The end result may be the same with the exception of a cash transfer. If the school initially retains an easement preventing peep shows, it can nevertheless sell this easement back to the neighbors. The end result, then, is no easement and a cash transfer from the neighbors to the school. This would be identical to the alternative (the school does not initially retain the easement) with the exception of a cash transfer.

Ideally, I think, the distribution of rights (e.g. property and easements) in the wake of a governmental collapse should minimize wealth transfer, and in order to do that, it should reproduce as closely as possible the regulations that currently govern us. I am not advocating that we trap ourselves in our current regulations, but only that we start there. We can then buy and sell the rights in any way we see fit.

People who borrow money do so currently on the understanding that they can declare bankruptcy. People who lend money do so on the understanding that their borrowers can declare bankruptcy. This affects things such as the interest charged. If someone has been paying high interest to compensate the lender for the possibility that he might declare bankruptcy, and if he then loses that right, then he has been screwed, because he has been paying for something he does not get. And the lender gets a windfall profit.

one important consideration

one important consideration is that minimization of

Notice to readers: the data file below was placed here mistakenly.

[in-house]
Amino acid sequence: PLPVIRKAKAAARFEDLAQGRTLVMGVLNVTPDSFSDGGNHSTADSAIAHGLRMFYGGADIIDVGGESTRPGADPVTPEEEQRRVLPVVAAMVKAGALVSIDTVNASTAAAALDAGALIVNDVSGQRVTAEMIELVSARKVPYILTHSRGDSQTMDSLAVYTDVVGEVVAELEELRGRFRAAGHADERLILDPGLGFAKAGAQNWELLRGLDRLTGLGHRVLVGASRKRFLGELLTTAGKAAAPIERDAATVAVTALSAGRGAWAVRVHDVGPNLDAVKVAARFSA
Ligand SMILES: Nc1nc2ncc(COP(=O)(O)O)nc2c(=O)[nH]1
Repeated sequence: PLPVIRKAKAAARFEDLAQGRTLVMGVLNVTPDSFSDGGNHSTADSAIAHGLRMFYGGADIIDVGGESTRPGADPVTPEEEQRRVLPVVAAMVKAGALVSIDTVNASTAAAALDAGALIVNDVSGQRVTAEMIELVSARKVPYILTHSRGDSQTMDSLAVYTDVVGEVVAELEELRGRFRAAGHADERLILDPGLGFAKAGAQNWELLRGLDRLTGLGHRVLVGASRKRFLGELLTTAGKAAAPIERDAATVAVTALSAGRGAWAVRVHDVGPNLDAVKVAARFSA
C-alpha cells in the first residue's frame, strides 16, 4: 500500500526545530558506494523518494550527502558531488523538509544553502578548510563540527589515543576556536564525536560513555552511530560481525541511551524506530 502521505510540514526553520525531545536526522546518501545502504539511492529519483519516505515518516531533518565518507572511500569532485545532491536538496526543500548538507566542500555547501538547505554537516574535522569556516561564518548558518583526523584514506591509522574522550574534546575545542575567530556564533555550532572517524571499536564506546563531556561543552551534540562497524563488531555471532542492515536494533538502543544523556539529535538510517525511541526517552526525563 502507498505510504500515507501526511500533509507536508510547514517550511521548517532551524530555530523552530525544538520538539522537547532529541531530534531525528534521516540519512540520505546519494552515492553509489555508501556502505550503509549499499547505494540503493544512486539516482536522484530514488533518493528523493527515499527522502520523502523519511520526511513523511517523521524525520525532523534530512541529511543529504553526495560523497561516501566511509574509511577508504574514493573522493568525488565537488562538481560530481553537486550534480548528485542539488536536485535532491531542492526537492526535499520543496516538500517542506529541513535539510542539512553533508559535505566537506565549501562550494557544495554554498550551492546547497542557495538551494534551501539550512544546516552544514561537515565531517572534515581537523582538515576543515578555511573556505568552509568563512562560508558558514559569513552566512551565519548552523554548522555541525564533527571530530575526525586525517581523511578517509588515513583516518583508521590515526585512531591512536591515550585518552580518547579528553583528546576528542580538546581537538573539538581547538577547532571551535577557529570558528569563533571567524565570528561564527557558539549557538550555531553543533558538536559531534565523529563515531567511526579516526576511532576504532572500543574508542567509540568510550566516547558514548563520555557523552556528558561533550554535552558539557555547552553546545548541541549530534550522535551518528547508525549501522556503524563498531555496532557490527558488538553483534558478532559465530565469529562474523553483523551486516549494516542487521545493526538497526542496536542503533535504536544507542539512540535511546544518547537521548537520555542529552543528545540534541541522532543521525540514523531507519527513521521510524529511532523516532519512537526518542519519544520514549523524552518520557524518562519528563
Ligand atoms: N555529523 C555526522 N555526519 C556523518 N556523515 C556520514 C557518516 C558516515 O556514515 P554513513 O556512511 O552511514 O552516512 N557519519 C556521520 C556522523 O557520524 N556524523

involuntary wealth transfer through a change in the law is generally
desirable.

becoase ?

I think it makes a valid utilitarian point, which is needed in such a case of moral dilemna but it's still a bit unsatisfying... instead of zoning law, one could argue about property taxes for example. Do you buy the obligation to pay property taxes along with the house? It is indeed discounted in the price... if so you should keep paying taxes if not shouldn't you pay the previous owner the discount value?

Because

becoase?

Use creates a claim, and this can create property rights (for example, first use, and also, long time use of owned property in the sense of adverse possession). It should, in the same way, have the capacity to create easements - partial property rights, rights in aspects of property. Regulations create patterns of use, so even when the regulations disappear, the fact of the use has been all along creating a claim, and the longer the use over time the stronger the claim, and this claim may in some cases outweigh competing claims.

Do you buy the obligation to pay property taxes along with the house?

No. What I've been saying in the case of the peepshow prohibition is that we can think of a regulation as an easement and that we should try to preserve such easements. Sometimes. If there aren't stronger considerations contrary to this. So to deal with this situation in that same way you need to find an analogy employing property rights.

Here's an analogy. You are a renter. The state is your landlord. The state charges you very low rent (property taxes). Because the rent you pay is so low, you are able to sell your tenancy of that house and get a sizable sum for it. The buyer will pay you a lump sum, and then move in and pay the rent in your place.

So, suppose that someone buys your tenancy - i.e., pays you to leave so that he can replace you as tenant. Then, suppose that the rent goes down or disappears altogether. Does the buyer owe the seller anything? No, not unless they specifically agreed to such a thing.